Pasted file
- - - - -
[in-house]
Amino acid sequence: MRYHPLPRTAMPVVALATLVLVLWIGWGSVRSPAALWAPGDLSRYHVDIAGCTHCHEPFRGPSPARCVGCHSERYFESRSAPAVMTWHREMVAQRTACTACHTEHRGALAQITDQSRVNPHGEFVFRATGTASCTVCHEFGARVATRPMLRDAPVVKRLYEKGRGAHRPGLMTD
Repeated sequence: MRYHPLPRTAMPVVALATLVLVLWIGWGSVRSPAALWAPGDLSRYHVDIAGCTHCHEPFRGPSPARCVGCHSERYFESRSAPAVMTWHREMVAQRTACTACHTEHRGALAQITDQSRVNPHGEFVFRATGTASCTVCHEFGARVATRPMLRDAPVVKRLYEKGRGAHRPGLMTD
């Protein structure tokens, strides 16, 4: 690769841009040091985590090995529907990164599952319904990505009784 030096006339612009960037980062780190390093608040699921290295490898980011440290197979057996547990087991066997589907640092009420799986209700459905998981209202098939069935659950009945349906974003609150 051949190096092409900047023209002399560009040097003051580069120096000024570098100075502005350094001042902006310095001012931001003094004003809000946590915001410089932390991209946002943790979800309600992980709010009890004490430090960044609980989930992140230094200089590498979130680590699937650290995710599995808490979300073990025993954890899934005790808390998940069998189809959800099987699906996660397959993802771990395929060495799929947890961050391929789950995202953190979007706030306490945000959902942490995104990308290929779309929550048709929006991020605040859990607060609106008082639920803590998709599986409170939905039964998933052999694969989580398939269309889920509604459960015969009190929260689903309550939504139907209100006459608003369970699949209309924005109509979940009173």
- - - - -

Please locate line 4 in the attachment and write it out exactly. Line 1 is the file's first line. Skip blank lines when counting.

């Protein structure tokens, strides 16, 4: 690769841009040091985590090995529907990164599952319904990505009784 030096006339612009960037980062780190390093608040699921290295490898980011440290197979057996547990087991066997589907640092009420799986209700459905998981209202098939069935659950009945349906974003609150 051949190096092409900047023209002399560009040097003051580069120096000024570098100075502005350094001042902006310095001012931001003094004003809000946590915001410089932390991209946002943790979800309600992980709010009890004490430090960044609980989930992140230094200089590498979130680590699937650290995710599995808490979300073990025993954890899934005790808390998940069998189809959800099987699906996660397959993802771990395929060495799929947890961050391929789950995202953190979007706030306490945000959902942490995104990308290929779309929550048709929006991020605040859990607060609106008082639920803590998709599986409170939905039964998933052999694969989580398939269309889920509604459960015969009190929260689903309550939504139907209100006459608003369970699949209309924005109509979940009173």